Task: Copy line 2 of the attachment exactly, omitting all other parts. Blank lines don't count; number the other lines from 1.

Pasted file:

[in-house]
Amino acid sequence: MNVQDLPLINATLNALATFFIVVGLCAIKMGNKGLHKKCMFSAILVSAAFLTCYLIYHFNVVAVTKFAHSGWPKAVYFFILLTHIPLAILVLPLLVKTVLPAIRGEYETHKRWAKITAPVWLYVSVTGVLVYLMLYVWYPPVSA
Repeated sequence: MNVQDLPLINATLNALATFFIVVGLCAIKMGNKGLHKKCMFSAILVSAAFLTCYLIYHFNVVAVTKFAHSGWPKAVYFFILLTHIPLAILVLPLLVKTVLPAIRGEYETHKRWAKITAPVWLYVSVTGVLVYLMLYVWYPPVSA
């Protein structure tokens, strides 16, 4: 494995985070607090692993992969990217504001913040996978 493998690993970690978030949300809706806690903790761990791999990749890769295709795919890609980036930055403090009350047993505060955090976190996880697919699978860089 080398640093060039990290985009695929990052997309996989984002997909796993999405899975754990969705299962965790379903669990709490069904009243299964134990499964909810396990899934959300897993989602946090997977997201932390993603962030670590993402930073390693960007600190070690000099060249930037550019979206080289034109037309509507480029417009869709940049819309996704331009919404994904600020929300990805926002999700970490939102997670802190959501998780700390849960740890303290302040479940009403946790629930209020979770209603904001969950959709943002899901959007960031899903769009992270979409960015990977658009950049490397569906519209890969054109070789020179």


Amino acid sequence: MNVQDLPLINATLNALATFFIVVGLCAIKMGNKGLHKKCMFSAILVSAAFLTCYLIYHFNVVAVTKFAHSGWPKAVYFFILLTHIPLAILVLPLLVKTVLPAIRGEYETHKRWAKITAPVWLYVSVTGVLVYLMLYVWYPPVSA